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Conclusion: While the concept of bundling and outsourcing of IT services is simple, its pricing regime based on dedicated devices available and not client applications processed, frustrates efforts to make IT costs transparent to business managers.


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Conclusion: With increasing pressure to digitise extra services to clients, now is the time to review the effectiveness of the partnership between IT and business units. Unless it is strong the capacity to deliver the extra services will be at risk.


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Conclusion: Unless the IT and HR management work together to implement information systems to enable them to hire, develop and record the skills of IT professionals, the organisation will probably not have the right people to meet the looming challenges of the digital age.


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Conclusion: Whilst surveys highlight a surplus of ICT professionals and managers, job recruiters are not convinced. They claim the many vacancies on their books for skilled ICT professionals indicate there is a shortfall. Ironically both claims are true and together demand a different management response.


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Conclusion: Remediating major systems is not a job for the faint-hearted or over-confident IT managers. Poor governance decisions and excessive optimism can easily lead to project failures (and ruin careers). Conversely smart decisions combined with sound project leadership can increase the probability of success and enhance careers.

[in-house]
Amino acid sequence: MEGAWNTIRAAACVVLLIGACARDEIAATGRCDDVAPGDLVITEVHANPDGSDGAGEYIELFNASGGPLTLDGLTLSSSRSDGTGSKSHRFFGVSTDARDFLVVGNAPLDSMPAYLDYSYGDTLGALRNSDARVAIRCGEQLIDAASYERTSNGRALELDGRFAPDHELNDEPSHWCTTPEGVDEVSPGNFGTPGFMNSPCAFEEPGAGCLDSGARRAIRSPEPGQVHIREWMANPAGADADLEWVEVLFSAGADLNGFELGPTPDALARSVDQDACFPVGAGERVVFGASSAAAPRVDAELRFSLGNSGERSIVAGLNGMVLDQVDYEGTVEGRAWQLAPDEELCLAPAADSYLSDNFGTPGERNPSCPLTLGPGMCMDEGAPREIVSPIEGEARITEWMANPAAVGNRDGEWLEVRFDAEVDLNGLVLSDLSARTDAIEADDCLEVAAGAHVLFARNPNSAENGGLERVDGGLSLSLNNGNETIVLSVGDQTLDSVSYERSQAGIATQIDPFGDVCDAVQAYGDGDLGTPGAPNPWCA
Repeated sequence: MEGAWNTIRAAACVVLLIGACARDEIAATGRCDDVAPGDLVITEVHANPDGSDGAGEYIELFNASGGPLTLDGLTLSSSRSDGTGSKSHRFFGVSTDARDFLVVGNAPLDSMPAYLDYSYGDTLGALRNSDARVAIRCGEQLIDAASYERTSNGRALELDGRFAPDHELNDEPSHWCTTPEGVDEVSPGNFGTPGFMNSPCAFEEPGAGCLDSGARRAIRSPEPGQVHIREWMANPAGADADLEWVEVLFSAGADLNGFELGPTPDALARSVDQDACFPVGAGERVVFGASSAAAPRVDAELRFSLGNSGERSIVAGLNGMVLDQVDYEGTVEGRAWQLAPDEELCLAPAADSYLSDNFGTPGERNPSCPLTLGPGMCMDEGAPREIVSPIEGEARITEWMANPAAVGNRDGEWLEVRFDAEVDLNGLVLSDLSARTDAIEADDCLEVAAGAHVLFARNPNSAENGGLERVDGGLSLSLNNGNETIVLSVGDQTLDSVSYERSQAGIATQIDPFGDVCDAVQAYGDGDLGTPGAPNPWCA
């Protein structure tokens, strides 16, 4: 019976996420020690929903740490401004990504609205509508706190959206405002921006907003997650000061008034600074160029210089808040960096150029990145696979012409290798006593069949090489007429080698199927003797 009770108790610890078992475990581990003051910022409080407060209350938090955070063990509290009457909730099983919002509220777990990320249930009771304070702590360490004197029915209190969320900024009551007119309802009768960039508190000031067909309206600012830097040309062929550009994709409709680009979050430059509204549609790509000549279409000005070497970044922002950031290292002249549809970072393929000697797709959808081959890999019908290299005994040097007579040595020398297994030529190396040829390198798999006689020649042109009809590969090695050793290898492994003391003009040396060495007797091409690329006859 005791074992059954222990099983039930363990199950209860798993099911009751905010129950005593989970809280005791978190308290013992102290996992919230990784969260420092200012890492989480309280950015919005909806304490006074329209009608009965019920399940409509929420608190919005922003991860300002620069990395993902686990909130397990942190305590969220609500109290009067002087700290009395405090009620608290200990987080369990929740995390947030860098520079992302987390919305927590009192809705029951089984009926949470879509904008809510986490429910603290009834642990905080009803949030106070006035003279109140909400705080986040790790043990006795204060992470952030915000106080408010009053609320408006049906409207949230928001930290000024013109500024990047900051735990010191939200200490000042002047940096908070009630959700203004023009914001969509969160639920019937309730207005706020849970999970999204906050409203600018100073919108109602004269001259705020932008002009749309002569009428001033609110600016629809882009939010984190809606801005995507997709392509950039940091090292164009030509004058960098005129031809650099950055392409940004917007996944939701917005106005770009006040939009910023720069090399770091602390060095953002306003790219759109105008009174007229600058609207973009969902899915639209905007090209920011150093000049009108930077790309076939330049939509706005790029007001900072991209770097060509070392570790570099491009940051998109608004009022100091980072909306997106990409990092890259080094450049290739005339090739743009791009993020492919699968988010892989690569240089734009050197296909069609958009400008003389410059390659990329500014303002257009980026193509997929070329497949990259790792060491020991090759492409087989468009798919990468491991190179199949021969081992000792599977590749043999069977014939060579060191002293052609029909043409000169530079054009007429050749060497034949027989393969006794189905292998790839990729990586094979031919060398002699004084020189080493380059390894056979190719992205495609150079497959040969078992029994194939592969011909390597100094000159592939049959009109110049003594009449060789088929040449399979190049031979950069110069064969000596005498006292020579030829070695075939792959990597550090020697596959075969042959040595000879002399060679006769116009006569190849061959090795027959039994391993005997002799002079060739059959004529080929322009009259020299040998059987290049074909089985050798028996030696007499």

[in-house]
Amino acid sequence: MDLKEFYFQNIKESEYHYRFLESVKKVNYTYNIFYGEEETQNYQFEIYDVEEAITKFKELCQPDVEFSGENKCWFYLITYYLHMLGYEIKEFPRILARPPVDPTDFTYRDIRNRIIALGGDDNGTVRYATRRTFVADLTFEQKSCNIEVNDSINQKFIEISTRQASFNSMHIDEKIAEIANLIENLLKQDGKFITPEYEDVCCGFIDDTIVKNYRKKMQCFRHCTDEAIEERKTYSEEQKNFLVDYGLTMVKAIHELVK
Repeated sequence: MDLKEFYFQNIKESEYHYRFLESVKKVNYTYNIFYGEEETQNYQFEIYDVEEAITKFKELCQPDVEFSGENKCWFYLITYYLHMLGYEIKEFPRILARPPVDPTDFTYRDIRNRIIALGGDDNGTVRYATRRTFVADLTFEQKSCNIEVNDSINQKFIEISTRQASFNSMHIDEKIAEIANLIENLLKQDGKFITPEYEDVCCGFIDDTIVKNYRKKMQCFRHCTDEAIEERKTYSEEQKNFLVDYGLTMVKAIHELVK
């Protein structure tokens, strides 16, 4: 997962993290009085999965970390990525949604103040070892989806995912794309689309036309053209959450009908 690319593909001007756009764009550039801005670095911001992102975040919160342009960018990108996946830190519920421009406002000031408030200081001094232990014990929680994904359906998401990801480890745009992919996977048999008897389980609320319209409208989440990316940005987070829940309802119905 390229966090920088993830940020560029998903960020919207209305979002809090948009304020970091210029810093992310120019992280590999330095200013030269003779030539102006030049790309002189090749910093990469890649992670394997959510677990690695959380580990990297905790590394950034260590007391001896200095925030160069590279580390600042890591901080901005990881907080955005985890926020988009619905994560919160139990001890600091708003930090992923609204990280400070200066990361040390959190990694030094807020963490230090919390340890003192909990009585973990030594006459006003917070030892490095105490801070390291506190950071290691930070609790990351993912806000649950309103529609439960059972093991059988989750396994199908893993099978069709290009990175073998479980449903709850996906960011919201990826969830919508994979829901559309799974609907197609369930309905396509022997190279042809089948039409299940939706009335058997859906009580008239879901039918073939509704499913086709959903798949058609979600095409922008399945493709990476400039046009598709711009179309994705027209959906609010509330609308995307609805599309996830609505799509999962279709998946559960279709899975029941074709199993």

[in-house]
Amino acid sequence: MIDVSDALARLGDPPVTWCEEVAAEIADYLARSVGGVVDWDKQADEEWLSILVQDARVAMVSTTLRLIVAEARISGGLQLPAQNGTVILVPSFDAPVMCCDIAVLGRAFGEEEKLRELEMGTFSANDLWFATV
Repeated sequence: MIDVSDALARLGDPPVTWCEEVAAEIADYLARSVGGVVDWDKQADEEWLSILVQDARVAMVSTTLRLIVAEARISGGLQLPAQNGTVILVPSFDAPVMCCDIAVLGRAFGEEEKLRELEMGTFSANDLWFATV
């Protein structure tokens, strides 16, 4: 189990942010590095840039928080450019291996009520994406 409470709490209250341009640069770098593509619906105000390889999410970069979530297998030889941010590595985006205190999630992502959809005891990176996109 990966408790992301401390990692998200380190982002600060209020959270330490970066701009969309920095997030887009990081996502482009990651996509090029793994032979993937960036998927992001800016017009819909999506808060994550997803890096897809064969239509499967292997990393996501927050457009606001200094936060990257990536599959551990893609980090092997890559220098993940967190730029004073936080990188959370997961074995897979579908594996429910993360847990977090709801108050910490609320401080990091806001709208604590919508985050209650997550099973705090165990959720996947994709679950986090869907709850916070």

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Conclusion: When business critical systems have ‘passed their use-by-date’ or maintenance costs are excessive there is a temptation to fast-track the approval of the replacement systems and underestimate the cost and complexity of doing so. Avoid the temptation by thoroughly defining the scope of the project and include contingencies in the cost estimates to cater for the unexpected. When this is done, start lobbying management so they approve the project first time.


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I have observed that many organisations operate with limited knowledge of the costs, structures and competitive initiatives planned by their competitors or of comparable agencies in other jurisdictions.

Rarely does management know which system solutions have been acquired, deals concluded with suppliers such as software licence pricing, or whether their online competitors are operating profitably or not.

In the private sector lack of understanding of the competitive landscape breeds management paranoia and in the public sector fear of being disbanded if the services are not critical to government or costs are high. When fear is pervasive management is internally focussed and preoccupied with survival. To counter the fear management seek quantitative and qualitative data.


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Conclusion: Whilst senior management recognise continued investment in IT is critical for business success there is increasing evidence of dissatisfaction with IT management’s performance. It is critical IT managers identify reasons for the dissatisfaction and take remedial action. If not, credible survey data indicates they will be replaced.